The Impact of Food Trends on Menu Innovation

The Impact of Food Trends on Menu Innovation

Mazalan Mifli (Universiti Malaysia Sabah, Malaysia), Rahmat Hashim (Universiti Teknologi MARA, Malaysia) and Artinah Zainal (Universiti Teknologi MARA, Malaysia)
Copyright: © 2015 |Pages: 26
DOI: 10.4018/978-1-4666-8606-9.ch015
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Abstract

The search for the right ‘pedigree' of innovative menus is endless. As the consumer foodservice markets are converging to one global market, increasingly demand for new menus is evitable. In today's global foodservice markets, the fast changing trend of consumers' preferences and acceptances poses a huge challenge for restaurateurs in managing their new menu innovation. Empirically, little is known the trendsetting in managing menu innovation amid facing market uncertainty. While there are several attributes that have been known to impact menu innovation, this chapter specifically aims to provide empirical evidence of the moderating effect of food trends on the link between innovation orientations and new menu development (NMD) process in a recently concluded research study of chain restaurants in Malaysia.
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Introduction

Over the years, restaurateurs had managed to tap into trendy menus. In recent years, however, the waves of food trends have been increasingly unpredictable. This poses a great challenge for restaurateurs and chefs to be equipped with latest innovation ‘know-how’ in managing their new menus innovation. This is because, as globalization enters a borderless world, diverse trends in global consumer food preferences and acceptances become apparent, and such trends create wider menus repertoires. Yet, innovating what are ‘hot’ and ‘trendy’ food items is not an easy business, as nowadays, global consumers are increasingly becoming well-traveled and affluent from a palette standpoint. This issue of concerns poses challenges for menu planners to stay afloat in their business. Simply put, exiting menus that able to capture of today’s consumers’ preferences may have to be rejuvenate likely unable to sustain longer in the market as new rival competitors with similar menu concept joined the fray (Thompson & Strickland, 1996). Thereby, what is known to be a lucrative menu has turned to a mundane one as the act of ‘copy-cat’ saturates the consumer market (Jones & Wan, 1992). Such a scenario has led to fierce competition amongst restaurateurs along with new entrants, battling to gain market shares, which in turn make the consumer market reaches its saturation point even quicker. A point that marks the end of the product life cycle in the consumer market largely due to abandon supplies of similar products (Hashimoto, 2003). Strategically, in shaping competition, innovation is widely used to resurrect the curve of the product life cycle upwards (Cobbenhagen, 2000).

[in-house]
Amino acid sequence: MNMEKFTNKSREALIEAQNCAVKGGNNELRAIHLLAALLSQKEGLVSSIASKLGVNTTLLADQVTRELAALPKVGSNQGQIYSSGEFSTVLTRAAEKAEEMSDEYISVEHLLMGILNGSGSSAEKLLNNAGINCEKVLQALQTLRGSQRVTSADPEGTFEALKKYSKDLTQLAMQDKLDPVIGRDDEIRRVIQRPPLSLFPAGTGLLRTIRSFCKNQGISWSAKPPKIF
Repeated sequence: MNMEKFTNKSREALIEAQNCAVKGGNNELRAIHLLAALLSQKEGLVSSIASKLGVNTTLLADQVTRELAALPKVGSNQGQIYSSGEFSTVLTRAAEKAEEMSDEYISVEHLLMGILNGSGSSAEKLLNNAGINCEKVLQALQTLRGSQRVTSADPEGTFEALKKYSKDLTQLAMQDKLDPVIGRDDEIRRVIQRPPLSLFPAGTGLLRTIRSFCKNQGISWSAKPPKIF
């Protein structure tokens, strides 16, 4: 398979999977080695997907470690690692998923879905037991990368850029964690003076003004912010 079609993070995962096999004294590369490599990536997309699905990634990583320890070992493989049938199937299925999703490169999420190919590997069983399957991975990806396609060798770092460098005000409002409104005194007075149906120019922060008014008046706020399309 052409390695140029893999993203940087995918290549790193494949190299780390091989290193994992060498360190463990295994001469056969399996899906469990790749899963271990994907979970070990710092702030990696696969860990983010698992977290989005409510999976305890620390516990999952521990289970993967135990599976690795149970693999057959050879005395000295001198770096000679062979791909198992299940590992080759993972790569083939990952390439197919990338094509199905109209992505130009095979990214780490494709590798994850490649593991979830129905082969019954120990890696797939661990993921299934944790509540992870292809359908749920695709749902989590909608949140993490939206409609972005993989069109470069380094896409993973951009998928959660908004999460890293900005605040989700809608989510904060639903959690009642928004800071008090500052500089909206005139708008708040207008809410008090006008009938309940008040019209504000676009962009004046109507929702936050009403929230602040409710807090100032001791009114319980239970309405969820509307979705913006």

Generally, innovation management to new product development (NPD) falls either being driven by radical or incremental orientations. Notably, these two product innovation orientations are widely used across different industries in shaping the NPD process. Theoretically, such a relationship between innovation orientations and NPD process is deemed inseparable as innovation orientation spurs the outcome of the NPD in the marketplace (Drucker, 1985). However, to which innovation orientations to be integrated in shaping the NPD process is also dependent on menu planners’ adaptations to the surrounding environmental factors (Ettlie & Subramaniam, 2004). Technological innovations have been widely used across different restaurant sectors in shaping NMD to be more effective and efficient in term of speed, frequency, standardization and consistency (Reid & Sandler, 1992; Nerker & Roberts, 2004). While the use of technological innovations in managing menu innovation has been long incorporated in production of new menus in many ways (Porter, 1985), another external factor that is equally important is the rapid changing trends of global food consumptions.